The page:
John F. Kennedy—Navy veteran and lifelong sailor—is often quoted as saying that “all of us have in our veins the exact same percentage of salt in our blood that exists in the ocean, and therefore, we have salt in our blood, in our sweat, in our tears. We are tied to the ocean. And when we go back to the sea—whether it is to sail or to watch it—we are going back to whence we came.” Kennedy was wrong on the facts, as it turns out—seawater is a bit less than four times as salty as our blood—but right where it counts. We are tied to the ocean, tied to its promise, captivated by its uncertainty, enthralled by the limitless possibilities its waves integrate.

Karen Blixen, better known by her pen name Isak Dinesen, believed the ocean was the curative power of last resort—“I know of a cure for everything: saltwater, in one way or another. Sweat, tears, or the salt sea.” She spent the last years of her life in a small coastal town north of Copenhagen, dying from a cocktail of malnutrition, syphilis, and poisonous early-20th-century medicine, faith in the cure unshaken by her own mortality.

To my knowledge, no one has tested Atlantic seawater or Nantucket Sound fog or the icy Alaska current as possible cures for the coronavirus. Everyone knows that would be silly, superstitious, unscientific. The last thing we need at this point in this catastrophe is more distracting posturing about potential silver bullets and instant cures.

It’s the little things.


But when you’re at the helm of a small boat—headed out to sea, air thick with salt, afternoon southwesterly building, bow rising to meet the ocean swell—you might well be forgiven for wondering, just wondering, if maybe Blixen was onto something. ■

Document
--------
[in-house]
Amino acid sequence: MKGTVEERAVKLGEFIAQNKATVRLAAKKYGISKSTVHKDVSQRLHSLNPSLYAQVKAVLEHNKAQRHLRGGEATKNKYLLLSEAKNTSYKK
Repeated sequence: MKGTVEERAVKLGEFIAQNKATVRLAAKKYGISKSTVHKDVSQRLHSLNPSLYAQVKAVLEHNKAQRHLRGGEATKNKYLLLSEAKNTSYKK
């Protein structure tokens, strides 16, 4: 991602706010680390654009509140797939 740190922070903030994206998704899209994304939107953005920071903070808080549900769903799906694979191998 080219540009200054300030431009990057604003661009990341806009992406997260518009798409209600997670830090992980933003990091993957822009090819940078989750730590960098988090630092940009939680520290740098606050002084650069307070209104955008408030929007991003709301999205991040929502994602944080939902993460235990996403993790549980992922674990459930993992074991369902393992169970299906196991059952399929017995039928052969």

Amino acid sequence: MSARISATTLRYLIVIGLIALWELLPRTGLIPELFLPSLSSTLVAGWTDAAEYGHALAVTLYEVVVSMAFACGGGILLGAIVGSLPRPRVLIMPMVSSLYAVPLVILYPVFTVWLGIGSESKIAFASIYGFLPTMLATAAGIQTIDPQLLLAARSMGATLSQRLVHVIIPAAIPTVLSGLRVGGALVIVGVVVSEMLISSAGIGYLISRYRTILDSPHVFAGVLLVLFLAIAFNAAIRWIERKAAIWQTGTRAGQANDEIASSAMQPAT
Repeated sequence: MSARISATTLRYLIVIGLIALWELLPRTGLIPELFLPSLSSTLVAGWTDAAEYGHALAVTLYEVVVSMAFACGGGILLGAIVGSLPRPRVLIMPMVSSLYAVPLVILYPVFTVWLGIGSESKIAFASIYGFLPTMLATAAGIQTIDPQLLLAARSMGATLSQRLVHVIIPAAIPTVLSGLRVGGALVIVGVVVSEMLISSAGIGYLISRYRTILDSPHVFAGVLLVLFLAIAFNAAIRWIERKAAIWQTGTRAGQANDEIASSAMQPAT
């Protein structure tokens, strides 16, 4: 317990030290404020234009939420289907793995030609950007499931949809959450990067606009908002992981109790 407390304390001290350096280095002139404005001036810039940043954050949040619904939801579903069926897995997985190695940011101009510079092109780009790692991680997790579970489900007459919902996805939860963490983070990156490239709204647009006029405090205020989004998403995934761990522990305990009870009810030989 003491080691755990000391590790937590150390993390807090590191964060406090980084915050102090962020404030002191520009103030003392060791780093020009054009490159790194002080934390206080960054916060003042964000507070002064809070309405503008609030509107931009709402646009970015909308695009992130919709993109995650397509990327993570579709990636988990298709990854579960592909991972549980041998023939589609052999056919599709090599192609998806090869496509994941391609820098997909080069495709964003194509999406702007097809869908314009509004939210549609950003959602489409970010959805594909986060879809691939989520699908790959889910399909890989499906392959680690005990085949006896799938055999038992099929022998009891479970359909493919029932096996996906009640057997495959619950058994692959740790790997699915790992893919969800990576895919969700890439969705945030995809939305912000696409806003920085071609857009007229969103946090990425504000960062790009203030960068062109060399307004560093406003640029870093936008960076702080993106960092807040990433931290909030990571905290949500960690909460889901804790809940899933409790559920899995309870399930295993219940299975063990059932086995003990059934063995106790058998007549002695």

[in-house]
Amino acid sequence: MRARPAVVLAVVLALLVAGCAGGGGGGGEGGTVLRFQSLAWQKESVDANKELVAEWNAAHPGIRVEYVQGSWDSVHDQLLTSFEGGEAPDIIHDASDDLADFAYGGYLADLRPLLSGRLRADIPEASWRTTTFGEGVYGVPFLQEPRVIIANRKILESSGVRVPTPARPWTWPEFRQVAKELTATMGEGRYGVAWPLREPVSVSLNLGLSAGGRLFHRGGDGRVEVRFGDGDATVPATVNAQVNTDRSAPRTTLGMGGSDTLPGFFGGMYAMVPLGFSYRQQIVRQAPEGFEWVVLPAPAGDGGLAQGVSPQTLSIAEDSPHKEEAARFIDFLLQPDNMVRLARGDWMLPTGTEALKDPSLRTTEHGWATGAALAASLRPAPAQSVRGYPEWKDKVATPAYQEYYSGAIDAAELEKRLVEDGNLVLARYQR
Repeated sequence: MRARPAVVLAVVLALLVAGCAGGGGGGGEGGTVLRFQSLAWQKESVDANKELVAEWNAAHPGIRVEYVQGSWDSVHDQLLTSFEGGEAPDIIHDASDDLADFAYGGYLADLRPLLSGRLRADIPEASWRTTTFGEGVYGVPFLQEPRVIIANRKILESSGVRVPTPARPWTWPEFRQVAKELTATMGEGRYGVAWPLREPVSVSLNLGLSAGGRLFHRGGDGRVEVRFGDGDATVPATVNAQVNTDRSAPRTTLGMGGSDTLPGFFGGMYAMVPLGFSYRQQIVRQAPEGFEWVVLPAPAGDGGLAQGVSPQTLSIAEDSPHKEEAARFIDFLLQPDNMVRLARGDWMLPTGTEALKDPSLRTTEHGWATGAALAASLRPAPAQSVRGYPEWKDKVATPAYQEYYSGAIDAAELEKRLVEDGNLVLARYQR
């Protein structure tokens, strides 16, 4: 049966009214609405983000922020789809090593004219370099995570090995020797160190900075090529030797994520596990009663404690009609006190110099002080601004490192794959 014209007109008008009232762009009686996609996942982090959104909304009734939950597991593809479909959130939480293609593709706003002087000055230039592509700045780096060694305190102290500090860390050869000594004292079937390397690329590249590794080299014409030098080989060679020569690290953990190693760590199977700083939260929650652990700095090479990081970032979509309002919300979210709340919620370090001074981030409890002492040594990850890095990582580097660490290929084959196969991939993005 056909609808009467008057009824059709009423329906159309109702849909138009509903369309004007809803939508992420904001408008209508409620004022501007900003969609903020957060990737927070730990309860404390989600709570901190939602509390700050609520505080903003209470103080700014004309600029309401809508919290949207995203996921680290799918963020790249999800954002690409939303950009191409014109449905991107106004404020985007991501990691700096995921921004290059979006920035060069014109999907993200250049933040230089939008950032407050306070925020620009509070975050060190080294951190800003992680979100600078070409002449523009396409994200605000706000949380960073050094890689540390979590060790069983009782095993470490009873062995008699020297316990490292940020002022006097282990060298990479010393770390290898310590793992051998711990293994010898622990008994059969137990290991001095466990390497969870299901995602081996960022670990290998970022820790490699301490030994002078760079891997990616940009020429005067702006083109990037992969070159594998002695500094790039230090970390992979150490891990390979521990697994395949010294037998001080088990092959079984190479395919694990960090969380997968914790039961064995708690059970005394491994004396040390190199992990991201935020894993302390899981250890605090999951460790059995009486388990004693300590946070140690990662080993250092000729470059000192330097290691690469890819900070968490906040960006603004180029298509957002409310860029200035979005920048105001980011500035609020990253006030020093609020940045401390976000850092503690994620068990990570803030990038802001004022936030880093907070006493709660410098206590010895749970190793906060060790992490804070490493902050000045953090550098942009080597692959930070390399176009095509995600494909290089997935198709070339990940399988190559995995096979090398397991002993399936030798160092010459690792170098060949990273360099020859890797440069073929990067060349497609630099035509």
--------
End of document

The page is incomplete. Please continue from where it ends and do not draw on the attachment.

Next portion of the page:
John Vrolyk first went offshore at age 3, when his family departed California en route New Zealand aboard the 65-foot ketch Saga. Since then, he’s sailed dinghies competitively, delivered a boat home from Hawaii, raced to Bermuda twice, and cruised the west coast of Central America from Mexico to Costa Rica. He lives in Washington, D.C. with his girlfriend, Katherine Ash, where they both work in public policy.

Editor’s note: This article was originally published in the 2021 edition of Voyages, the Cruising Club of America’s (CCA) annual publication, and is reprinted with permission. Special thanks to CCA Commodore J. W. Robert Medland and Voyages Editors Zdenka & Jack Griswold.

The Cruising Club of America comprises more than 1,300 accomplished ocean sailors who willingly share their cruising expertise through books, articles, blogs, and onboard opportunities. Together with the Royal Bermuda Yacht Club, the CCA organizes the legendary Newport Bermuda Race. With active involvement and support from its 14 stations and posts around the United States, Canada and Bermuda, the club focuses significant national and international outreach efforts on ocean safety and seamanship training through hands-on seminars. The CCA’s Bonnell Cove Foundation makes grants to non-profit organizations for projects in safety at sea and environmental protection. For more information, visit